Recent studies have shown that an estimated 440,000 Americans die annually due to preventable hospital errors, making medical malpractice the third leading cause of death in the country behind heart disease and cancer. That overwhelming number does not include victims of medical malpractice who suffer injury but survive, sometimes with life altering medical, emotional, and financial burdens.
What Exactly Is Medical Malpractice?
Medical malpractice, also known as medical negligence, occurs when a doctor or another medical professional (nurse, technician, etc.) does something, or alternatively, fails to do something, do that would otherwise meet the accepted “standard of care.” A necessary element of medical negligence is that the failure to meet the accepted “standard of care” causes an injury and results in harm. The “standard of care” used to determine whether a health care provider has committed medical malpractice is generally based on how a comparably qualified professional should have acted in the same or similar situation. The main thing to remember about medical malpractice is that two things must have occurred:
- A medical professional made an error that rises to the level of a deviation from the accepted “standard of care,” and
- The error caused the patient to suffer an injury.
Determining if medical malpractice has occurred and proving the malpractice are complex and technical undertakings. The fundamental question becomes: Did the doctor deviate from accepted “standards of care” and cause the victim an injury? To answer that question requires knowledge in both the medical and legal fields, and an expert or experts in both of those areas should be consulted. If the answers to both of those questions is found to be “yes,” then there is a reasonable basis to allege medical malpractice and to potentially file a medical malpractice lawsuit.
How Do You Know If You Have Been A Victim Of Malpractice?
Establishing whether or not malpractice has occurred begins with the victim or the victim’s family. Doctors and other medical staff are generally not going to readily admit to wrongdoing, so it is up to the patient and his or her loved ones to determine if they believe something might be out of the ordinary that deviates from the accepted standard of medical care. It may begin with a patient having an inkling that something has gone wrong, or something seems unusual enough to suspect that something else should have occurred or that something should not have happened. It may be that something happened in the hospital room that caused concern, like family members being rushed out, or overhearing medical personnel say something like, “I’ve never seen that before,” or “That should never have happened.” These are things that patients and their families should take note of in case there is an injury or harm sustained by the patient.
Keep in mind that a complication or a bad outcome of medical treatment is not necessarily medical negligence or malpractice. There are always things that can go wrong even when appropriate care is provided. These are often referred to as side effects and complications, and they may accompany a surgical procedure or other medical treatment in which no one has done anything wrong. However, some cases are quite obvious. For example, if you or your loved one goes to the emergency room for a headache and fever and you’re told to take aspirin and go home, but days later you are diagnosed with meningitis, you may be a victim of malpractice because the emergency room doctor did not adequately check for signs and symptoms meningitis. Many cases of malpractice are not so obvious though, so patients and their families must pay attention to events and ask questions during any medical procedure or treatment.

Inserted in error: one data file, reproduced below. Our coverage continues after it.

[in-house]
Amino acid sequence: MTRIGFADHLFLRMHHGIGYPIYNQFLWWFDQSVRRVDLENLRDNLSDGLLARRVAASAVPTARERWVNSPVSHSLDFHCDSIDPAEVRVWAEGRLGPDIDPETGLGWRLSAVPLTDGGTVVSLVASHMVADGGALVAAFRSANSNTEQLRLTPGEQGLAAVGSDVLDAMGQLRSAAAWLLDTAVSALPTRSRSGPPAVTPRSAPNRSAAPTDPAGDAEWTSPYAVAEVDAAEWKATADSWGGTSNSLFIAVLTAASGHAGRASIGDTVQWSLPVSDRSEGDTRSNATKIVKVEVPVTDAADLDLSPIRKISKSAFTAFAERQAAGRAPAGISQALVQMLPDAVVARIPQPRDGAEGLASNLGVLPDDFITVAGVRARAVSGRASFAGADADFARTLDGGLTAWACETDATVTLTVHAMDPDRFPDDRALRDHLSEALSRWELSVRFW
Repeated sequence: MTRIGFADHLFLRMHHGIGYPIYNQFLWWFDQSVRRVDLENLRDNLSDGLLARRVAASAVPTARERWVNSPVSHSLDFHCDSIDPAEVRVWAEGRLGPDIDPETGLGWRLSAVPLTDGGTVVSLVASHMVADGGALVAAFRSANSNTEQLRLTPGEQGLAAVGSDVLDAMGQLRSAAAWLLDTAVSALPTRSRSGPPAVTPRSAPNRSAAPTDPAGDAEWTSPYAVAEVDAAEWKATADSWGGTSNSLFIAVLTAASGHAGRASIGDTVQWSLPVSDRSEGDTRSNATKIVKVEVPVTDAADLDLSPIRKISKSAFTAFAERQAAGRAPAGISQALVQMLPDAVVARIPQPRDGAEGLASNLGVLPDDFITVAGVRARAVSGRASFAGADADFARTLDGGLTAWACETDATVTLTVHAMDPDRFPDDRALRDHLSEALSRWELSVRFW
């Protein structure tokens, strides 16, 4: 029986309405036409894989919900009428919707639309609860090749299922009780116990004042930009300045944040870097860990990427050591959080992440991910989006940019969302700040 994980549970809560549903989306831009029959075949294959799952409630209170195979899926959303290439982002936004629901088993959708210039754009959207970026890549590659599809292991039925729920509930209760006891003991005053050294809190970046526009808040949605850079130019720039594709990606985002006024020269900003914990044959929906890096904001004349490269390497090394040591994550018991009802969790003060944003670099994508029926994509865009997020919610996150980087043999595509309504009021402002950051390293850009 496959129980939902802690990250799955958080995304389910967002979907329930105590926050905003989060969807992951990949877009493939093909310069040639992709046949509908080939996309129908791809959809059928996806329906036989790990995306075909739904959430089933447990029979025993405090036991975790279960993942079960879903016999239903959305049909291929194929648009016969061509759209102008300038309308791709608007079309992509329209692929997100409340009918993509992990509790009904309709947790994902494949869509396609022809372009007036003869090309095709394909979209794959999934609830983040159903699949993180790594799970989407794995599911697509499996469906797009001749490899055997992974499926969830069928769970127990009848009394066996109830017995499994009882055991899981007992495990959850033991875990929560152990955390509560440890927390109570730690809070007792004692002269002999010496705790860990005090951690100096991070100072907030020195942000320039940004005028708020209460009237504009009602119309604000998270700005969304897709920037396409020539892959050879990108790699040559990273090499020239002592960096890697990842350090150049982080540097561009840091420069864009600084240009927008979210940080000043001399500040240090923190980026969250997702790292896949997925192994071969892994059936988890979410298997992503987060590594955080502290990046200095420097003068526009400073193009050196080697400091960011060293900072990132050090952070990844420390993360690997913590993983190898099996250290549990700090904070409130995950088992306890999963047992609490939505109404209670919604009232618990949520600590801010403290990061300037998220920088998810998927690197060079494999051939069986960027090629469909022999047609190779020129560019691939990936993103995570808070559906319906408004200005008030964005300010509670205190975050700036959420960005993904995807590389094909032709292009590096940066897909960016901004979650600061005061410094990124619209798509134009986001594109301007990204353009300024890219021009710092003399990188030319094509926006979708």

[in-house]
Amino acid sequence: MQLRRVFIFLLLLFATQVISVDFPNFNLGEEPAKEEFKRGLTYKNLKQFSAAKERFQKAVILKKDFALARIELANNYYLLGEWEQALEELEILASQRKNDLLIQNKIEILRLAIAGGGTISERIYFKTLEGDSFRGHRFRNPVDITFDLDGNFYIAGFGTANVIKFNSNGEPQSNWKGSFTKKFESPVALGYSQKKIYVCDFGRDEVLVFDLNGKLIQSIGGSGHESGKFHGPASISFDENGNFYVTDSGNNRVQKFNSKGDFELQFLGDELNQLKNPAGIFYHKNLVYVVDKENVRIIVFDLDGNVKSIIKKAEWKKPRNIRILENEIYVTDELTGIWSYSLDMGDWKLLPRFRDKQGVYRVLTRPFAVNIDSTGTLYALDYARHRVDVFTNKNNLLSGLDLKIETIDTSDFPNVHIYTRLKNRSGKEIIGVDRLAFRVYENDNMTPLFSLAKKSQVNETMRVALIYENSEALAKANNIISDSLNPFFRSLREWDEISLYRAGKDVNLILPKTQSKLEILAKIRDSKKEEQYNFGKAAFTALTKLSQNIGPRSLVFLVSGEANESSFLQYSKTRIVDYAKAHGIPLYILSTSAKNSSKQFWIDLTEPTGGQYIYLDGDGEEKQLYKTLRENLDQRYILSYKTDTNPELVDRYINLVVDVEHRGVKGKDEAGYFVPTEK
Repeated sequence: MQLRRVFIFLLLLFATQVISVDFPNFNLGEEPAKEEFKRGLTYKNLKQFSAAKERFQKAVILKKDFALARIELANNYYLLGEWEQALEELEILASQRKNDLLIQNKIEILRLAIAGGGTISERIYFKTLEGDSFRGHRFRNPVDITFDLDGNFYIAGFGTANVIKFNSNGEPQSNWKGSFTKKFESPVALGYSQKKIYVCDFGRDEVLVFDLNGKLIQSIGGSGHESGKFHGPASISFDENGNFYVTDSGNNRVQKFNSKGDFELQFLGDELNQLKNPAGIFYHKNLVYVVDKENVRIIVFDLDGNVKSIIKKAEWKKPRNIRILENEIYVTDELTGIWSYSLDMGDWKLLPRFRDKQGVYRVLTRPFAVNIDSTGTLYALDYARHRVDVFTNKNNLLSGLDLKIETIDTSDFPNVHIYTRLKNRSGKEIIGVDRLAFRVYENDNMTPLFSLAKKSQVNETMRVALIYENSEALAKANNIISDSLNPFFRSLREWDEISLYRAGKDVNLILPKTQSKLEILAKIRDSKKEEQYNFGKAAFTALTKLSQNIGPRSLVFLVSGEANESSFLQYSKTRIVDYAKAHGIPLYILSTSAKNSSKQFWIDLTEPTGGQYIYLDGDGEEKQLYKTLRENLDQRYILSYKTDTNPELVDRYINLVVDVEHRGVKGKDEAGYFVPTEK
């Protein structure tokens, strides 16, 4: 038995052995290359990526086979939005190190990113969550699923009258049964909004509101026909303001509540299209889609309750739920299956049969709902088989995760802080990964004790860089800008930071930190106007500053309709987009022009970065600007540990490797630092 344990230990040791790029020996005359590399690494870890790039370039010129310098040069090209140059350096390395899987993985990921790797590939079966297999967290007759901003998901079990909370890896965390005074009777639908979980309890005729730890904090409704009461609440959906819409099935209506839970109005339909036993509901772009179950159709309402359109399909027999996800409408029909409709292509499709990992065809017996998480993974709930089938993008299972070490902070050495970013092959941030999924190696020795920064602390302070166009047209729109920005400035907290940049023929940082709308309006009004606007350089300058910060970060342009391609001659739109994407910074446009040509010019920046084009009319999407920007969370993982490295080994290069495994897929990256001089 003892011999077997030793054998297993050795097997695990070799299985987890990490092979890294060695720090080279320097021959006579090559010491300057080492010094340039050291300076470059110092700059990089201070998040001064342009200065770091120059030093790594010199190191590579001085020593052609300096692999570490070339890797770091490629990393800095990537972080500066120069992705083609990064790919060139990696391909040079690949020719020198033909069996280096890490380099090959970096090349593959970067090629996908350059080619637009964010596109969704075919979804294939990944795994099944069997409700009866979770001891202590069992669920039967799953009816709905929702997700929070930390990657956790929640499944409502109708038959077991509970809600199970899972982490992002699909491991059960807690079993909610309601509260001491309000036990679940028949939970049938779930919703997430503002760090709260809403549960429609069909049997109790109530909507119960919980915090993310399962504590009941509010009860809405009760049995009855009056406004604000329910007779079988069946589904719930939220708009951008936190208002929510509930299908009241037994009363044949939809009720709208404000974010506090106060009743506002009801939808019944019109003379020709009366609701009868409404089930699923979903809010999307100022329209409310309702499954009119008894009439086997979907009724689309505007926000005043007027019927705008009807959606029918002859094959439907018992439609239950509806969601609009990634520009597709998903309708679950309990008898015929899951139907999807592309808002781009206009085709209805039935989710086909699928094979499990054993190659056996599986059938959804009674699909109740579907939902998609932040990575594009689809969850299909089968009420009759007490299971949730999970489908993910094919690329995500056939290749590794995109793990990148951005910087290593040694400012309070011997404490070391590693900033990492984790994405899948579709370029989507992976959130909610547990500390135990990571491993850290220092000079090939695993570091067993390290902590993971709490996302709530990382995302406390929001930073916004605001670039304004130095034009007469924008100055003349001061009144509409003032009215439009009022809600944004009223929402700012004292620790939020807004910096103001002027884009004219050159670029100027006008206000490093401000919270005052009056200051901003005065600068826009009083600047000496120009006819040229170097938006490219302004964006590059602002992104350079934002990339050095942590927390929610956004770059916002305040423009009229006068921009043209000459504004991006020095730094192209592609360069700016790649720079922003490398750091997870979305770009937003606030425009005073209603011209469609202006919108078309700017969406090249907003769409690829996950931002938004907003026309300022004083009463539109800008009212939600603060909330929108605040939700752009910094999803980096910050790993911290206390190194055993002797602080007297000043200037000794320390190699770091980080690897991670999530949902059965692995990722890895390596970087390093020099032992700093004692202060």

Once a case is brought to a lawyer, the involvement of an appropriate medical expert is generally necessary. In this way, the lawyer can appropriately determine whether the care is actually medical malpractice or not. There are plenty of times when patients or their family members take their case to an attorney, thinking that they have been a victim of malpractice, but it is determined that they have suffered a complication of a procedure or treatment, and that the care was actually appropriate. However, there are also numerous cases where a person thinks that they have been a malpractice victim and are correct in their assessment. For that reason, it is absolutely imperative that if you believe that something went wrong during your medical care that you reach out to an experienced malpractice attorney.
What Should I Do Now?
At Ross Feller Casey, we have the legal and medical experts that you need to evaluate your case. Our medical malpractice attorneys are knowledgeable, experienced, and successful in litigating medical malpractice cases. We have a team of leading, Ivy League educated doctors on staff to help legally diagnose and care for malpractice cases from the first client meeting all the way through to verdict or settlement. Two of the three doctors are also attorneys, which streamlines the typical need law firms have of consulting with physicians outside of the firm on a case-by-case basis. Ross Feller Casey truly supports and guides clients, as conveniently as possible, throughout the course of their cases.
If you suspect that you or a loved one is a victim of medical malpractice or negligence, or if your medical procedure, surgery, or treatment had a devastating outcome, please contact one of our attorneys for a free evaluation of your case. Most malpractice cases have a statute of limitations of only two years, so don’t delay, your time may be running out.
At Ross Feller Casey, our attorneys work on a contingency basis, so there is never a charge to you unless there is a financial recovery.
- Learn more about Hospital Malpractice Lawyers